Wow. Microsoft has just launched “DreamSpark” – a programme that lets higher education students download pro Microsoft development tools – not the cut-down Express versions of Visual Studio, but the full Professional editions. UK Microsoft student champ Ed Dunhill sums it up the best on his blog here.
You get access to:
- Visual Studio 2008 Pro
- The whole Expression suite
- SQL Server 2005 Developer edition
- Windows Server 2003 Standard (and hopefully soon 2008)
- The best bit is a whole years XNA Creators Club subscription FREE! This costs £65 normally with no real free alternative to get games running on the Xbox.
This is evidently a battle against pirated versions of the above products and this is the perfect way to do it. To enroll in the programme, your University needs to provide a Single Sign On authentication system to verify you or you need a ISIC card or NUS Extra card. Unfortunately, Oxford Brookes doesnt have a SSO Auth system (and I doubt they ever will – Oxford Uni does though) so I have had to order an NUS Extra card for a tenner to get in. Your status as a higher education student needs to be verified once a year, so students leaving Uni soon should sign up quick. Other than the XNA Creators Club subscription, I don’t think the products have time limits.
Expect Adobe to follow suit soon with their products if they want to get students hooked – although the academic discounts on Adobe CS3 stuff are great (only £400 for the Master Suite, down from £2500…) students will still pirate. Give students free access to professional tools and they’ll get hooked on them and buy them when they are earning a living.
El Reg is reporting that O2 has been told by Apple not to release sales figures until Apple say so.
UK carrier O2 has confirmed that Apple has placed it under a gagging order to prevent it from publicly revealing how many iPhone handsets it’s sold to date.
The company’s head of media relations, Simon Lloyd, told Register Hardware that it’s a stipulation within the company’s sales agreement with Apple that O2 can’t release any such details until the Mac maker says so.
Lloyd would only say that O2’s UK iPhone sales in the two weeks up to Christmas period were “in line” with its expectations.
This is because the iPhone is completely bombing in the UK. Being in a University environment (where students always like tech gadgets), the only iPhone I have seen in the wild is an unlocked hacked-to-bits US model. The iPod Touch is undoubtedly a sound investment at just shy of £200 if you want a taste of “next gen” touchscreen interfaces and you are far better off buying an iPod Touch for the fancy new iPod bits and getting a free phone on a cheaper contract. You would have to be a complete mug (or rich fashionista) to buy an iPhone at £269 and be locked into an 18-month contract with O2 at £35 a month.
If the iPhone actually did half the things standard UK mobiles have done for years, it would maybe be an acceptable high-end phone model, but its not. The US mobile industry is a couple of years behind ours (people import our Nokia N95s for instance) so the iPhone looks like a fantastic bit of kit in the US.
The funniest thing is that the iPhone will be on DoCoMo in Japan soon – and it will need a complete feature overhaul to be even classed as a ケイタイ (keitai, mobile phone) out there, let alone here. To work in the Japanese market, Apple need to add:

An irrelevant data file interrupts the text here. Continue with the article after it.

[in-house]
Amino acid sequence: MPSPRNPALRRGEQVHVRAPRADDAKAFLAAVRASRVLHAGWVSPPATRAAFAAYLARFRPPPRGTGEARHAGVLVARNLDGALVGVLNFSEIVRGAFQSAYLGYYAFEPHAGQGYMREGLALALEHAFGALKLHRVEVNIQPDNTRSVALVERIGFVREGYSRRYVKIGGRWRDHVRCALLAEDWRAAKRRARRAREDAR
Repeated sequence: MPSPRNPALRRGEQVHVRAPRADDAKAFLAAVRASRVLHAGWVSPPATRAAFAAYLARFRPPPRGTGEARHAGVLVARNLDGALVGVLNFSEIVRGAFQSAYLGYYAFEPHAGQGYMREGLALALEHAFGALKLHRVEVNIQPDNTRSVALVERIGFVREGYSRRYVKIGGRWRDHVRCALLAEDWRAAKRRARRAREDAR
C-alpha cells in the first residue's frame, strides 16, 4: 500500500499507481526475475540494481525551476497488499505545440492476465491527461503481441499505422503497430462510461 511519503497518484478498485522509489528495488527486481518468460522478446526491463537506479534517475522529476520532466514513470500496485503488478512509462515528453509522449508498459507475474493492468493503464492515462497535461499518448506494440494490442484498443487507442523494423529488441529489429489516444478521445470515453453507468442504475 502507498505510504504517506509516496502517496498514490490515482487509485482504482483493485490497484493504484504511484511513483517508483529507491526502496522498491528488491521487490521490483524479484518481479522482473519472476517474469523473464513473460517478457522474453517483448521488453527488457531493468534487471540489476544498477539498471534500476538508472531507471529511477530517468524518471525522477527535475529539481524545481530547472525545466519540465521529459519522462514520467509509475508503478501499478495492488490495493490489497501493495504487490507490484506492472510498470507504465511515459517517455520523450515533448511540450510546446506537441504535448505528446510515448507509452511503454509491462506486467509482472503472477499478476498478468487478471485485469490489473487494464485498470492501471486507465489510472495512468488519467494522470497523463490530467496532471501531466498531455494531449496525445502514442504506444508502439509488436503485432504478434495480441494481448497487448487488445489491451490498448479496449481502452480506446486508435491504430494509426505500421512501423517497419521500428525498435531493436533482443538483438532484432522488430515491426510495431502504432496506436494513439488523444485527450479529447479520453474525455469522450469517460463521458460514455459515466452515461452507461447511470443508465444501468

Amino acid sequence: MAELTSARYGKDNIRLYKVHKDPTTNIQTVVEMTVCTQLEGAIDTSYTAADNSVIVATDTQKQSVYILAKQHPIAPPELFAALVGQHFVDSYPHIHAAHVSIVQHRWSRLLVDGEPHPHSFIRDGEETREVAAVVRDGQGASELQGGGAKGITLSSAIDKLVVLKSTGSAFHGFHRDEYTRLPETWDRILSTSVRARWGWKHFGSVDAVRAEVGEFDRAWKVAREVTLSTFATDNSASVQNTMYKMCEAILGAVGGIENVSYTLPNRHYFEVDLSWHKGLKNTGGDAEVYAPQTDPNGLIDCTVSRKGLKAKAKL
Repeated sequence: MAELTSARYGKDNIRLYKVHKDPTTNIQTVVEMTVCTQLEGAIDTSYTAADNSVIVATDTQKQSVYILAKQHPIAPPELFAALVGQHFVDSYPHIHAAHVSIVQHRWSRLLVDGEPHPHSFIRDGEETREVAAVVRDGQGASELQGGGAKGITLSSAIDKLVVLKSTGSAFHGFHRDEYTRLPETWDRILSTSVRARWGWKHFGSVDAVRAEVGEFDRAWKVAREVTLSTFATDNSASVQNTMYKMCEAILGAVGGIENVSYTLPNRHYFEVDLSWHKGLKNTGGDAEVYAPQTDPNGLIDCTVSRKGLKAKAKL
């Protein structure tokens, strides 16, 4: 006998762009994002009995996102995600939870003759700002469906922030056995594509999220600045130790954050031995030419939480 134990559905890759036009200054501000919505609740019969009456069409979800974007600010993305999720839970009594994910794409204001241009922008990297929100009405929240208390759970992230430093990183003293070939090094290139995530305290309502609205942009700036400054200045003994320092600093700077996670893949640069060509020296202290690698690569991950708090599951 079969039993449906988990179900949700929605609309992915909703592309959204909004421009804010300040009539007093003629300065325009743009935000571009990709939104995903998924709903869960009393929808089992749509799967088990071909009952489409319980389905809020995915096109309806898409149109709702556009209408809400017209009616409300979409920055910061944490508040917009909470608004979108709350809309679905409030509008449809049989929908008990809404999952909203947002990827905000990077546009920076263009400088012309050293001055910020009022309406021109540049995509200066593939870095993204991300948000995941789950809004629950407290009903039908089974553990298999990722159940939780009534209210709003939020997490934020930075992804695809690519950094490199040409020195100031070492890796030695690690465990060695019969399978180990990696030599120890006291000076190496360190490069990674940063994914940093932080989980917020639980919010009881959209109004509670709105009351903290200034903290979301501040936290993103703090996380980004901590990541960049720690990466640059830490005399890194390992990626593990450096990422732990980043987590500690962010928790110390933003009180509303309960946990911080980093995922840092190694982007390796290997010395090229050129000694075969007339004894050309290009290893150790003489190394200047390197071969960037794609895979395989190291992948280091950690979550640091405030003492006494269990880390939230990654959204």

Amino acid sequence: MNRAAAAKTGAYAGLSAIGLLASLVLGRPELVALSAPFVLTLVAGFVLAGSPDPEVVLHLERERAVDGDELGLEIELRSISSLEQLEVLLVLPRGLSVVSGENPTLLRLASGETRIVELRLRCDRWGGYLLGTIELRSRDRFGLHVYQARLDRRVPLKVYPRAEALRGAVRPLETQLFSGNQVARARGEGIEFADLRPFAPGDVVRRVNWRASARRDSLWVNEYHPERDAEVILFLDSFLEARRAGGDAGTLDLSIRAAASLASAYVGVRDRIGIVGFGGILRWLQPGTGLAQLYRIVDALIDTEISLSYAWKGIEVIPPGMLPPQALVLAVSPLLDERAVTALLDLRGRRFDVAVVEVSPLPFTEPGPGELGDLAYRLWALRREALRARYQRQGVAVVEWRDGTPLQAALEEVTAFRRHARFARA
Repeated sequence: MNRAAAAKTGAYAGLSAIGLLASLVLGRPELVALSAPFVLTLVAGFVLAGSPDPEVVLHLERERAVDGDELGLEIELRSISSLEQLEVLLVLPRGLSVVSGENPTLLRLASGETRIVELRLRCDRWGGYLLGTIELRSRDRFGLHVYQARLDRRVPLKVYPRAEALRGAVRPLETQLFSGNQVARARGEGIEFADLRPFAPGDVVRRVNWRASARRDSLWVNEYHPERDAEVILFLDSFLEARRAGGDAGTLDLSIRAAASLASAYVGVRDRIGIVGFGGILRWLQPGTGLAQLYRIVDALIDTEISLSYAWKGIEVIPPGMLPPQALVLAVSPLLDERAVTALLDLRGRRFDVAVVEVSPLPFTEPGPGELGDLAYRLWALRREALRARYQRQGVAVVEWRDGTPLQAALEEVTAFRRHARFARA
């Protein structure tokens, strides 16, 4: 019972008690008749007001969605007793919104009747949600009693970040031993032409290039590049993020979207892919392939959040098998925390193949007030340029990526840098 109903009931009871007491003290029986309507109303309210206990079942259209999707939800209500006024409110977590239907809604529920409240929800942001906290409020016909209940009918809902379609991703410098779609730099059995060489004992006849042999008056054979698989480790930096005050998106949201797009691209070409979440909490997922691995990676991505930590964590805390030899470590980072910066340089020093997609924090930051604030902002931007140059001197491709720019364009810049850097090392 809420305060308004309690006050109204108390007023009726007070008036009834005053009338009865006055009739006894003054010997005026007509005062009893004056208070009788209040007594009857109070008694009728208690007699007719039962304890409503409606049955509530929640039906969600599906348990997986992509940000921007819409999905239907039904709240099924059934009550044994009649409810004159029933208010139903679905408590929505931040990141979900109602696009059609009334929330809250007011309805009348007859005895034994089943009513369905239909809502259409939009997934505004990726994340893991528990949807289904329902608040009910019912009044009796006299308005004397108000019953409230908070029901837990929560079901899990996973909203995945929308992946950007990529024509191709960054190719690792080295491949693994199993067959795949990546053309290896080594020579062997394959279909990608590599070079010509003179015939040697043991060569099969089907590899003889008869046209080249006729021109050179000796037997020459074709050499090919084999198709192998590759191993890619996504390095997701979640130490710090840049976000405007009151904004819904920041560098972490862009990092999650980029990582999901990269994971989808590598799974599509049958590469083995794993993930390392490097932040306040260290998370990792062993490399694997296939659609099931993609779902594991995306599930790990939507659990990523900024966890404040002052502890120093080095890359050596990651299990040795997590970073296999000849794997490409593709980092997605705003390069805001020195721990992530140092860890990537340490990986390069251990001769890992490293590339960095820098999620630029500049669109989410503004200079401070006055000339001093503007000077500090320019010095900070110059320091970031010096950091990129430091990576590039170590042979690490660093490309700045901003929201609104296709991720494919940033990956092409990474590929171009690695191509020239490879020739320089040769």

- 3G support. GSM/EDGE/GPRS do not exist there.
- MMS support for their mobile email with emoticons (絵文字, emoji). Without emoticons, users will get gibberish when recieving mails from “proper” mobile phones in Japan.
- Java application downloads for iAppli
- Flash Lite for the on-demand games that are springing up on the Japanese mobile internet
- QR barcodes. Apple should be pioneering these in the rest of the world already with their clout, but aren’t. The possibility is enormous here – in a music magazine, a QR code could be next to a new album review: the user scans it and can buy it from iTunes immediately over the air, no text input required. This happens in Japan already for all sorts of mobile content – Apple could be making this popular everywhere.
The Japanese text input is already programmed and is damn good on the iPod Touch, so that doesn’t need doing. Stuff like IC chips aren’t required, so its only those five points that I cannot see Apple surviving without. Windows Mobile phones released in Japan on Softbank now get an application for MMS with emoticons because the original models were seen as pretty basic without it.
Sort it out Apple!
I frequently use Remote Desktop (RDP/Terminal Services) to access my machines running Vista SP1 RTM. 90% of the time, after connecting, I get this annoying problem with the Start bar:
Only the Start button itself is visible.
- This happens on all my Vista machines, both SP0 and SP1
- This happens no matter what version of Remote Desktop I am using, the XP version or the “new” Vista one
- It only appears to happen when the computer was originally using the Aero DWM composition engine and originally in a different resolution to what I am asking the Remote Desktop session to render
- It happens wether or not the taskbar is at the top or bottom of the screen
So far the only way to get the taskbar back I have found is to click the lonely Start button, click Windows Security, choose Start Task Manager, kill the explorer.exe process and start it again in the Task Manager from File > Run.
Subsequent Remote Desktop connections are then fine, but logging back into the machine from the console then back into Remote Desktop makes it disappear again. A bit frustrating, to say the least.